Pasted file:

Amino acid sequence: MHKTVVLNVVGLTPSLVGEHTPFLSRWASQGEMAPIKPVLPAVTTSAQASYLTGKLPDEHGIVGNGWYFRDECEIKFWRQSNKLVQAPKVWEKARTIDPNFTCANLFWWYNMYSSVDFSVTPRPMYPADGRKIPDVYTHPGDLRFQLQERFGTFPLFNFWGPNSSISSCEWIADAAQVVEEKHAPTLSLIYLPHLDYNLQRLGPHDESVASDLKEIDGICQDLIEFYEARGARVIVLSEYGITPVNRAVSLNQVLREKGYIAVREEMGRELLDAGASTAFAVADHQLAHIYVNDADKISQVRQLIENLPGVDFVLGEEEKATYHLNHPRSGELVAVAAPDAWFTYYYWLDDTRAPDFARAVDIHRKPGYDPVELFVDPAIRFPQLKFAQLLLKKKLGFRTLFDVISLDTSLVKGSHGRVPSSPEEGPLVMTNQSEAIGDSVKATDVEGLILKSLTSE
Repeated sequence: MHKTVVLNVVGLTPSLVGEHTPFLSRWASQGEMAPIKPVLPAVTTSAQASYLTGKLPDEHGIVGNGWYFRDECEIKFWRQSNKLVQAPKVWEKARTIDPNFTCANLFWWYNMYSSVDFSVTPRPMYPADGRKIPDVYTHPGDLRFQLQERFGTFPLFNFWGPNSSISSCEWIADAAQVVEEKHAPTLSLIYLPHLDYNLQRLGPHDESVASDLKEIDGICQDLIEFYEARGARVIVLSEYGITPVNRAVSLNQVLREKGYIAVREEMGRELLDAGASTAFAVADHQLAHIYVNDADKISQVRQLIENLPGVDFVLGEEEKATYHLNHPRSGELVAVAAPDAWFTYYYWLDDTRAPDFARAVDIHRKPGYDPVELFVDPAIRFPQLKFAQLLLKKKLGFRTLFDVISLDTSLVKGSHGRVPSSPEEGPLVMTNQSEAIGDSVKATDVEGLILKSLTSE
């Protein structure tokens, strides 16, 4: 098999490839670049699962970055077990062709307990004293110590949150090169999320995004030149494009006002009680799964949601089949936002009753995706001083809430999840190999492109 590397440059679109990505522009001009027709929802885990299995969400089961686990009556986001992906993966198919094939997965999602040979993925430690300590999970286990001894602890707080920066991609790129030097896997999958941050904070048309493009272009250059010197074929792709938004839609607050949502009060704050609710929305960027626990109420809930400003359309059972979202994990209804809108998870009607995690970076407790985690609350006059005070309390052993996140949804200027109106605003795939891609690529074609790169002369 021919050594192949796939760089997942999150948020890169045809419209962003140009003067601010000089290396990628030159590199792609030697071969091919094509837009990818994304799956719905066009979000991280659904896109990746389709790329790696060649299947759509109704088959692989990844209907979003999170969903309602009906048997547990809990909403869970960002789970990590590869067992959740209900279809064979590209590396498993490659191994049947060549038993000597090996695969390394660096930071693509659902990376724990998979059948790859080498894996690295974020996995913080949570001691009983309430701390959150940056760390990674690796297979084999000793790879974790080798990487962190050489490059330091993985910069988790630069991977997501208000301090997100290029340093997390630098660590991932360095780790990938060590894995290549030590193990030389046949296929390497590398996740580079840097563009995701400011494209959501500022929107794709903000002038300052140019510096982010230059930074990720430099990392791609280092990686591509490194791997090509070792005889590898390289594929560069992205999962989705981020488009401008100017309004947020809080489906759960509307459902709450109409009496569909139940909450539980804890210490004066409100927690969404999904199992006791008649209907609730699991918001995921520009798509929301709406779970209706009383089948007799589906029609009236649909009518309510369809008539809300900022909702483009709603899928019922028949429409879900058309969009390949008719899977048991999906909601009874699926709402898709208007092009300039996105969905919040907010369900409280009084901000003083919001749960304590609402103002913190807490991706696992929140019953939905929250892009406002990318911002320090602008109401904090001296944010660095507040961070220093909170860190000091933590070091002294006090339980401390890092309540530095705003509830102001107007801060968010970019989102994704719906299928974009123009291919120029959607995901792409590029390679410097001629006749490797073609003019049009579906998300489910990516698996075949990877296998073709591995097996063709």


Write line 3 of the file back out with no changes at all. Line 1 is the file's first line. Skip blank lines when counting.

């Protein structure tokens, strides 16, 4: 098999490839670049699962970055077990062709307990004293110590949150090169999320995004030149494009006002009680799964949601089949936002009753995706001083809430999840190999492109 590397440059679109990505522009001009027709929802885990299995969400089961686990009556986001992906993966198919094939997965999602040979993925430690300590999970286990001894602890707080920066991609790129030097896997999958941050904070048309493009272009250059010197074929792709938004839609607050949502009060704050609710929305960027626990109420809930400003359309059972979202994990209804809108998870009607995690970076407790985690609350006059005070309390052993996140949804200027109106605003795939891609690529074609790169002369 021919050594192949796939760089997942999150948020890169045809419209962003140009003067601010000089290396990628030159590199792609030697071969091919094509837009990818994304799956719905066009979000991280659904896109990746389709790329790696060649299947759509109704088959692989990844209907979003999170969903309602009906048997547990809990909403869970960002789970990590590869067992959740209900279809064979590209590396498993490659191994049947060549038993000597090996695969390394660096930071693509659902990376724990998979059948790859080498894996690295974020996995913080949570001691009983309430701390959150940056760390990674690796297979084999000793790879974790080798990487962190050489490059330091993985910069988790630069991977997501208000301090997100290029340093997390630098660590991932360095780790990938060590894995290549030590193990030389046949296929390497590398996740580079840097563009995701400011494209959501500022929107794709903000002038300052140019510096982010230059930074990720430099990392791609280092990686591509490194791997090509070792005889590898390289594929560069992205999962989705981020488009401008100017309004947020809080489906759960509307459902709450109409009496569909139940909450539980804890210490004066409100927690969404999904199992006791008649209907609730699991918001995921520009798509929301709406779970209706009383089948007799589906029609009236649909009518309510369809008539809300900022909702483009709603899928019922028949429409879900058309969009390949008719899977048991999906909601009874699926709402898709208007092009300039996105969905919040907010369900409280009084901000003083919001749960304590609402103002913190807490991706696992929140019953939905929250892009406002990318911002320090602008109401904090001296944010660095507040961070220093909170860190000091933590070091002294006090339980401390890092309540530095705003509830102001107007801060968010970019989102994704719906299928974009123009291919120029959607995901792409590029390679410097001629006749490797073609003019049009579906998300489910990516698996075949990877296998073709591995097996063709």